What might the fastest SUV you can buy be like? According to offer Alfa Romeo, this is it, the Stelvio Quadrifoglio. Rivals make similar claims but this Italian high performance SUV appears to have the firepower to match its bravado, offering the same Ferrari-derived twin turbo V6 that features in the glorious Giulia Quadrifoglio super sports saloon. This top Stelvio model was lightly revised for the 2020 model year. But its essential character hasn't changed.
This exclusive Stelvio model certainly has the stats to back up its bold performance claims - and these include a Nurburgring Nordschleife SUV lap record of 7 minutes 51.7 seconds. Under the bonnet, as with the Giulia Quadrifoglio, lies a 2.9-litre petrol V6 Biturbo powerplant that's essentially a cut-down version of the 4.0-litre V8 used in Maranello's 488 GTB. It develops a thundering 510bhp, which at the time of this test was an output matched only by the upgraded and much pricier 'S' version of this model's other most obvious rival, the Mercedes-AMG GLC 63. This Alfa storms to 62mph in a 3.8s time that identically matches that Merc, this figure only slightly slower than that Ferrari we just mentioned. And should you find yourself a track or a stretch of unrestricted autobahn, it'll keep powering on up to 176mph.
Alfa's thrown all the performance technology it has at this halo model and on this top Stelvio, you get one feature not fitted to UK versions of the Giulia Quadrifoglio - the Italian maker's innovative Q4 all-wheel-drive system. 'Active Torque Vectoring' helps get the power down through the bends, 'Active Suspension' varies the damping and 'Alfa Chassis Domain Control' connects the different systems to deliver the best set-up as the car is being driven. There's also an 'Alfa Active Aero' system that alters the angle of the front splitter to help this model scythe through the air more cleanly, plus the 'DNA' drive modes system gets an extra 'Race' setting for tyre-smoking starts. An 8-speed paddleshift auto transmission is mandatory.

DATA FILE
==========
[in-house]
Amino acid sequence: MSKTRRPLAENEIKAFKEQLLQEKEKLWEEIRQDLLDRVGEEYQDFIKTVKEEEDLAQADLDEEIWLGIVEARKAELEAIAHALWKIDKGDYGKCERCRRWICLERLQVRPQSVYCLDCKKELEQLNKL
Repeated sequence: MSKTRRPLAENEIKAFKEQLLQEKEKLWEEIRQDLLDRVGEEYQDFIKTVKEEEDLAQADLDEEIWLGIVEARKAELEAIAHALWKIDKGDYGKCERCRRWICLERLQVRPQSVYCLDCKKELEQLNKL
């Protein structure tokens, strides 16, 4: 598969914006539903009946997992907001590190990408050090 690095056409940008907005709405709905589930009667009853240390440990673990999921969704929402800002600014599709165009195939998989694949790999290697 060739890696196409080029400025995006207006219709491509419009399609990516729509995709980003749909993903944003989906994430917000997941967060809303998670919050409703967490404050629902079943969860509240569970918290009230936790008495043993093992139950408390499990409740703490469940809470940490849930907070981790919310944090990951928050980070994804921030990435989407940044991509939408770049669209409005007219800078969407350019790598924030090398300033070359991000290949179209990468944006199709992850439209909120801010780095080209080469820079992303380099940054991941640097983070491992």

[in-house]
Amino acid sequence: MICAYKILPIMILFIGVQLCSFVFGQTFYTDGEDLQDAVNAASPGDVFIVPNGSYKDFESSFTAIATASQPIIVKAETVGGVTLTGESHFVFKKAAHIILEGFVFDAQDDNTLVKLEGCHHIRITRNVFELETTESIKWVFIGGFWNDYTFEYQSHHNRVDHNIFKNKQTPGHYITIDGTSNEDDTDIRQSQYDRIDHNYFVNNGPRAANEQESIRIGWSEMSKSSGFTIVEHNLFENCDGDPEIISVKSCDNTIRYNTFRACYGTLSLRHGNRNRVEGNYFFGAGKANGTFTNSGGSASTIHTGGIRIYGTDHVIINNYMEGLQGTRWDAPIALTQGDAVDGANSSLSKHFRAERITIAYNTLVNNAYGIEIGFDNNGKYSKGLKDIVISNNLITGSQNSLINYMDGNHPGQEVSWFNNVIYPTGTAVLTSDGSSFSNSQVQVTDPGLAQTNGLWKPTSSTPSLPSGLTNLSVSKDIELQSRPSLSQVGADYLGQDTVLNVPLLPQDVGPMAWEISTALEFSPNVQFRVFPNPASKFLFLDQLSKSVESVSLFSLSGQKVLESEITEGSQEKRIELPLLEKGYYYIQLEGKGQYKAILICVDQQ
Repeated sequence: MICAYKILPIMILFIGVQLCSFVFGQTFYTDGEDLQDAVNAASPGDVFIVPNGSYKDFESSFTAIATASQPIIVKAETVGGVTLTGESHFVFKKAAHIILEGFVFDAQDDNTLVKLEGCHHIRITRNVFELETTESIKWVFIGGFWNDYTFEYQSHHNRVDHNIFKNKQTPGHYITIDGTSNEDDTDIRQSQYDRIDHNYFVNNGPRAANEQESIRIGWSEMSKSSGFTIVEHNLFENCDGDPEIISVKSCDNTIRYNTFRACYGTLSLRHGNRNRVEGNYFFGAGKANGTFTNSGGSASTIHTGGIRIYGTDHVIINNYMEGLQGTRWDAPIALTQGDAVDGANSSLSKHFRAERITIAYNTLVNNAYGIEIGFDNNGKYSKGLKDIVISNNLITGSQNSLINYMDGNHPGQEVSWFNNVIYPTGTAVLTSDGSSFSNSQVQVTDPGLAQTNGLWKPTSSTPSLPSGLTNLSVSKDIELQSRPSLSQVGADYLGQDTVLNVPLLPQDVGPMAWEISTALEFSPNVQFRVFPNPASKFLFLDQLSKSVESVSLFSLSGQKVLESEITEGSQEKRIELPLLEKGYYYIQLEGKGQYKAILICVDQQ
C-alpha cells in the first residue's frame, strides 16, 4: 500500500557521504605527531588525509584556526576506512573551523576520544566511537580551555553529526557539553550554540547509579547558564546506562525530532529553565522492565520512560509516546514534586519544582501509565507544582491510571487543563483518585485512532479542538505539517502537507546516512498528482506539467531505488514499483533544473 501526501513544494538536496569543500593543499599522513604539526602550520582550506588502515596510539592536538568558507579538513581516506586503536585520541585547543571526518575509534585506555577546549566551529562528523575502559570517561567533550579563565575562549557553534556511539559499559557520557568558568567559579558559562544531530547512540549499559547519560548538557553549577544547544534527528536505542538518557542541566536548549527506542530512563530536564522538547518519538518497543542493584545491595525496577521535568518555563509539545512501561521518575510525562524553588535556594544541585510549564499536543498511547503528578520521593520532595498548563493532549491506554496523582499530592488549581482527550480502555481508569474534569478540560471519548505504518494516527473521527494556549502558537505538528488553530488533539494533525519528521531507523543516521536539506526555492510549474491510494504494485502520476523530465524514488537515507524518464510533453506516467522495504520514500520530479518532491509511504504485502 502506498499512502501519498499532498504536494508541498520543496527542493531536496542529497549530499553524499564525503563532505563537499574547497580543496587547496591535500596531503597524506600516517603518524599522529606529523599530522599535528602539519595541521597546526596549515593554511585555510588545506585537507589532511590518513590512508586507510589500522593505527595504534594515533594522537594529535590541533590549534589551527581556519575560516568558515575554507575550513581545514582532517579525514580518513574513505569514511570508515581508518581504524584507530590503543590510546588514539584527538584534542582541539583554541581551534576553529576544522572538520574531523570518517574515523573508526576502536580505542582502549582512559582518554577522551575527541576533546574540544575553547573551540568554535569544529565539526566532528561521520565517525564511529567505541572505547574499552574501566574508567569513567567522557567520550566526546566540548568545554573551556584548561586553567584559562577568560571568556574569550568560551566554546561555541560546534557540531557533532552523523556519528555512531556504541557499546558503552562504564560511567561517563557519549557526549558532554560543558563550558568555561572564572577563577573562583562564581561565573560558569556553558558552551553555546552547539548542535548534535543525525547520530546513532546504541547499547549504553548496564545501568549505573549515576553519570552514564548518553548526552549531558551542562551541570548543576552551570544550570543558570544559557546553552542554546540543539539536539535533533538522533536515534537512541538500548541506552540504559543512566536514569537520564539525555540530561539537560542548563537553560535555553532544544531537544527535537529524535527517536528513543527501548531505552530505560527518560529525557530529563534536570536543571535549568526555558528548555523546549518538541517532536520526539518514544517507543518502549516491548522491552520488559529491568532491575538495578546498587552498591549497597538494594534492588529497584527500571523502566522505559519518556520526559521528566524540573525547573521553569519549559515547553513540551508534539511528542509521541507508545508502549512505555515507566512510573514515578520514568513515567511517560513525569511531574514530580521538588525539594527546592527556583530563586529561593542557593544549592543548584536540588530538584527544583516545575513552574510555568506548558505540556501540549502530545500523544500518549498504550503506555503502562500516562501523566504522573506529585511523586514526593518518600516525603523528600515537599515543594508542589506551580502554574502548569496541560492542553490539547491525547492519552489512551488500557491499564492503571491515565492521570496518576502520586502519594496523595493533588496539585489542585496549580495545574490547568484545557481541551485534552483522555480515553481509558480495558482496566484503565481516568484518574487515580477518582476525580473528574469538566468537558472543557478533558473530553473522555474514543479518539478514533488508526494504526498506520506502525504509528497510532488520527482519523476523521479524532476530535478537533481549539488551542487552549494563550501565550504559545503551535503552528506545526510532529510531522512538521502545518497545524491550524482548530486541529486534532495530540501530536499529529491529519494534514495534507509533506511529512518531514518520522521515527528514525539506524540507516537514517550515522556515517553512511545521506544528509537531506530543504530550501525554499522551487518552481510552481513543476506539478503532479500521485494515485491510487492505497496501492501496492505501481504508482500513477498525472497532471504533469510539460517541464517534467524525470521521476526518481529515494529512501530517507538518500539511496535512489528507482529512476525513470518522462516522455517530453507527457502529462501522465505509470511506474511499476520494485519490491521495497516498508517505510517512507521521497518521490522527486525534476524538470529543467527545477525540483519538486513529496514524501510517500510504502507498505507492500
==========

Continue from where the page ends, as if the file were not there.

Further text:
Visual changes to the latest version of this Stelvio Quadrifoglio are slight. A smarter glossy black finish adorns the front trilobe. And as before, piercing bi-xenon headlamps give the car some serious overtaking presence. The taut proportions of the Stelvio work well with the Quadrifoglio embellishment. Enthusiasts will most readily recognise this top version by its unique new 21-inch wheels, this wheel size seen for the first time on a Quadrifoglio. At the rear, there's also a potent lower rear air diffuser and this revised model has gloss black-finished badgework, plus there are smarter LED rear light clusters with dark lenses.
Inside, the cabin is set apart with sports seats upholstered in a leather-and-alcantara combination. The dashboard and the door panels are also wrapped in stitched leather and there are carbon fibre inserts around the fascia, plus you get aluminium kick plates and an ambient lighting set-up for a classy feel after dark. Changes made to this revised model include a revised leather-trimmed steering wheel and gear stick. But the key improvement is the new 8.8-inch centre-dash infotainment display, now a touchscreen. In the rear, there's a lot more headroom than the sleek silhouette previously led you to expect. Out back, there's a 525-litre boot. Pushing forward the rear bench extends the space available to 1,600-litres.
There are other super high performance SUVs at this price point that you could certainly consider as alternatives to this Stelvio Quadrifoglio, the most obvious being the Jaguar F-PACE SVR, the Porsche Macan Turbo and the Mercedes-AMG GLC 63S. Each of these alternatives can offer a bit more polish than this Alfa, but in many ways, this Stelvio is a more uncompromising performance car. If that's what you're looking for, then that'll matter.
The Biturbo Ferrari-derived engine is worth the price of admission alone and you get the all-wheel-drive traction that is missing from this model's Giulia Quadrifoglio sports saloon stablemate. The 'Quadrifoglio Verde' four-leaf clover badge that sits over the front wheel arches of this SUV first featured on Ugo Sivocci's Alfa Romeo RL Targa Florio, a car with which that driver triumphed in the race of the same name back in 1923. Unlike its rivals, this model feels like it has that kind of heritage. And for that reason, we like it very much.Click here to find out more about our Alfa Romeo Stelvio Quadrifoglio range